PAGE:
Underfoot: nameless, unremembered
Shining no where, but in the dark
Hammered gold and gold enameling
William Butler Yeats didn’t at all enjoy getting old, and like a Silicon Valley frat boy of the twenty-first century he tried to do something about it. One of his projects was to construct, elaborate and describe a model of himself as a poem self-transmigrated from a mortal body with ink-stained living fingers to an immortal mechanism: a prosody fabricating itself to carry out the work of eternity.
But Yeats also had a more practical project in mind. That one wasn’t an original poem; at the time, it was current in such other texts as the lyric of Irving Berlin’s song “The Monkey Doodle-Doo.” Its key word there, however, was not gold but gland, and that G-word wasn’t a bejeweled utterance gleaming in the air but a soft, flesh-muffled sense inside the body, warmed with the blood of mortal life and comical and shameful as life is comical and shameful. The joke is on you, sings gland’s song there through a mouthful of meat. I am going to give out on you no matter what, and so you are going to die.
In Ulysses, gland takes on the comically anti-transcendental form of a pork kidney in a Zionist butcher shop. But Yeats’s gland was delivered to him on what he conceived of as an altar, even if the altar happened to be an operating table in a zoo filled with funny animals. At the end of this note you’ll find the animal joke’s sacerdotal history, with medical illustrations.
And now, a century post-surgery, the air over the island of Oahu is filled with the descendants of escaped cage birds. This one, a Java finch, lives with her family in the shadow under my eaves. But my eaves also shelter a Photoshop workshop, and Photoshop has joined with the feather-warmed bird to bring a simulacrum of light to bear on her image.
And see: gland has become jeweled artifice, and a beak has become an artwork claiming for its rigid boniness the fleshly attribute of smiling human happiness.
A history of the monkey-gland operation is at uroso20-history
Hart Crane, author of “White Buildings”
Her mother sleeked her hair, forever. She looked down, forever.
Not much history seems to have survived this remnant. It is a daguerreotype, apparently American, apparently dating from about the 1850s, and that seems to be almost all we know about it now. The Library of Congress’s catalog link at https://www.loc.gov/pictures/collection/dag/item/2014655145/ notes that the image was acquired in 2014 from a Dennis A. Waters, but Waters
( https://finedags.com/about-us/about-dennis-a-waters/ )
was a commercial dealer, not an archivist. In any case, this isn’t one of the pictures in the Library’s daguerreotype collection that are archivally identified by name and place and date. Almost all that remains to be known about it now is almost all that remains to be seen. It is almost nothing but picture. Almost nobody except a fashion historian or possibly a medical historian could articulate a word about it now. Because all the words that were once spoken over it by the people it depicts have fallen away, it has become an abstract idea of what was once flesh-round and warm to the touch.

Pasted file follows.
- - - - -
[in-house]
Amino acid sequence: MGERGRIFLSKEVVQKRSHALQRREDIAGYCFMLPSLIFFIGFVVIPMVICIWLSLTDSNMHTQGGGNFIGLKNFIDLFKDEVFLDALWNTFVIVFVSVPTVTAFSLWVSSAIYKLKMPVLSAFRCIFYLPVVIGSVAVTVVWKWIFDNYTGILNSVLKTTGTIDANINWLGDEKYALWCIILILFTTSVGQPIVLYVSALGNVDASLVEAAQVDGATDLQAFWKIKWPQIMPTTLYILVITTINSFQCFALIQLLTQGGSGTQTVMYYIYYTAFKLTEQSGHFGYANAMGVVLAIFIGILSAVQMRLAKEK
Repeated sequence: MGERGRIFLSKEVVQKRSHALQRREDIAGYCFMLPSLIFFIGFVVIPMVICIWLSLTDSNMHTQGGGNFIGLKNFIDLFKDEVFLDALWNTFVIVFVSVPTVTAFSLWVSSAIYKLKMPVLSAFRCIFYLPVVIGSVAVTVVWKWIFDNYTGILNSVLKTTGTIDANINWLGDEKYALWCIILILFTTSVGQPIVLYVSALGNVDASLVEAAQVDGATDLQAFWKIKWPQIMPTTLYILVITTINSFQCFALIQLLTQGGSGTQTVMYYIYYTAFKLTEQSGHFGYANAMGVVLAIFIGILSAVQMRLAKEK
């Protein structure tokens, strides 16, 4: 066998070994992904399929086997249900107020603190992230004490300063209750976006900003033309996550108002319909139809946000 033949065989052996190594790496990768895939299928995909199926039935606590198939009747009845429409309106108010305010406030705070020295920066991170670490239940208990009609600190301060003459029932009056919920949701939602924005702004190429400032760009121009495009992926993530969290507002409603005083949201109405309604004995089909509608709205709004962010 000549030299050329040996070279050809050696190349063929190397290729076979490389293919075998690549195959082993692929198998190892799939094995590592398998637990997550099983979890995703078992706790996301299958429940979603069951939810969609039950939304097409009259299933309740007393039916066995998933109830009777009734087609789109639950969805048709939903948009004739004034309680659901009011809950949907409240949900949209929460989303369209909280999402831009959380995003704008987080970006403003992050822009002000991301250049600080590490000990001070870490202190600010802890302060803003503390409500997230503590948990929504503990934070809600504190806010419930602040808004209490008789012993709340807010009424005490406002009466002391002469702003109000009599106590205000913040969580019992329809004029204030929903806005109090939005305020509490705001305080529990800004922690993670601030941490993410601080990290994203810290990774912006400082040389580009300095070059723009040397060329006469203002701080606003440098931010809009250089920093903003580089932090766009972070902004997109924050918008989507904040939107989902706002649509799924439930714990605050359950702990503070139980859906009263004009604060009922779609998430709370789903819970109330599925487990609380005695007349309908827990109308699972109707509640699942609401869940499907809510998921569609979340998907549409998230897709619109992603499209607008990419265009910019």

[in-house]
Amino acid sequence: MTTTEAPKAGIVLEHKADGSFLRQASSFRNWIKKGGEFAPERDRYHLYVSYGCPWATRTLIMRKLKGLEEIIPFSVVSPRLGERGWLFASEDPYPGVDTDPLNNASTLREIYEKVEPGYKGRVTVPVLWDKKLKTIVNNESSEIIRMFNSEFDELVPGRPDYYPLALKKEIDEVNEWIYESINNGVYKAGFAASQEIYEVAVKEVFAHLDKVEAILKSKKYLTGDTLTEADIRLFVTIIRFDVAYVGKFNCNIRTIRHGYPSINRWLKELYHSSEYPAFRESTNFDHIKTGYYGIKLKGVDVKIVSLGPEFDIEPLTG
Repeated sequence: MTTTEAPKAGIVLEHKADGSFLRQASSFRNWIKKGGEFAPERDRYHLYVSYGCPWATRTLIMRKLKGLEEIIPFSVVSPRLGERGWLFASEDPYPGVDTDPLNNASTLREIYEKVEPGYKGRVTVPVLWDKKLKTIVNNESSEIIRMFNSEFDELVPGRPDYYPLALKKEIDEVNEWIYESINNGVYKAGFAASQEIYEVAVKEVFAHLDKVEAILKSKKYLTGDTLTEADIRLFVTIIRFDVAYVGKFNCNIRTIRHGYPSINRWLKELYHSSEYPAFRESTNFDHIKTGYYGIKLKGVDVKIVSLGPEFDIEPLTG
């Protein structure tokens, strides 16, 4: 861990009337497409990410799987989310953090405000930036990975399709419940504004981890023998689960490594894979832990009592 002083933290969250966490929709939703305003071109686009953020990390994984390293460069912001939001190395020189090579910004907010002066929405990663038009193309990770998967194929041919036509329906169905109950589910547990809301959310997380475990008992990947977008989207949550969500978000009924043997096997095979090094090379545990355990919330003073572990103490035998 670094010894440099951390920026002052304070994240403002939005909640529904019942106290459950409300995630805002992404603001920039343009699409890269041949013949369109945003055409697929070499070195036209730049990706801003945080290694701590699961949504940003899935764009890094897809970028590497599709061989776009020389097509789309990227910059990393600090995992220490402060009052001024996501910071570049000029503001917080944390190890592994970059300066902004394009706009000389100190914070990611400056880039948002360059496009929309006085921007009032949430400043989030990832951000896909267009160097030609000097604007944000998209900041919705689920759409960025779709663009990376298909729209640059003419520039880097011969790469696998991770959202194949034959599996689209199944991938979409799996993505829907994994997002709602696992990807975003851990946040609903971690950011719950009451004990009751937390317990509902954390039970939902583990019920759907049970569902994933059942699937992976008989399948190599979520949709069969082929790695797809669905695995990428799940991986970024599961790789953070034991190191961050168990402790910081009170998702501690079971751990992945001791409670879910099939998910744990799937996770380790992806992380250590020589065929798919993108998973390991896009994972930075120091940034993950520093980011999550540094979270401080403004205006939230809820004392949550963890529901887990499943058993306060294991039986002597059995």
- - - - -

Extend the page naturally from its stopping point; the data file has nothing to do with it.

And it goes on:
Consider a lens, then. It seems to be a portal through which life goes into the past and brakes to a stop.
Days of 1908: proof of Cavafy concept
In addition to land and water, some globes are printed with a kind of map that looks like a skinny numeral 8. This is called the analemma, and it charts the apparent path of the sun up and down and across the sky as the seasons change. For the northern hemisphere, the analemma teaches you that in summer there’s a lot of sun and it soars high toward the north.
One more marking, right around the middle of the globe, shows a belt of latitudes called the tropics, bounded north of the Equator by the Tropic of Cancer and south of the Equator by the Tropic of Capricorn. The word “tropic” means “turning point,” and it’s at the two tropics where the sun changes its course along the analemma: from northbound to southbound when it’s directly overhead at the Tropic of Cancer on the first day of northern summer, and back again from south to north when it’s directly overhead at the Tropic of Capricorn on the first day of southern summer.
So in the tropics, and only in the tropics, there are two days in the year when the sun at noon will be directly overhead on its way up to and then back down from its boundary tropic. On those days, at the brief moment when the sun is at the zenith, a vertical object’s summer-short shadow will dwindle all the way down to nothing. In Hawaii, America’s only tropical state, the first of those days is always in May and the second is always in July. For today, May 26, 2022, the celestial event in Honolulu was this.
The moment of zero shadow is called the zenith passage or (specifically in Hawaii) Lahaina noon. Before that moment this month, the sun where I recorded this composite image was a little clouded over and the shadow of the boom on the pole wasn’t intense enough to be educational, but you’ve now seen the teaching aids from just at and then just after the climax. Notice how the invisible shadow of the speed limit sign becomes visible again as Hawaii’s sky swings back to ordinary. You were looking northeast.
To time the shadow, the preferred chronometer will be Frances Cornford’s (1886-1960) mood watch. It goes tock tick, not tick tock, and you see that that’s the correct right-to-left astronomical order.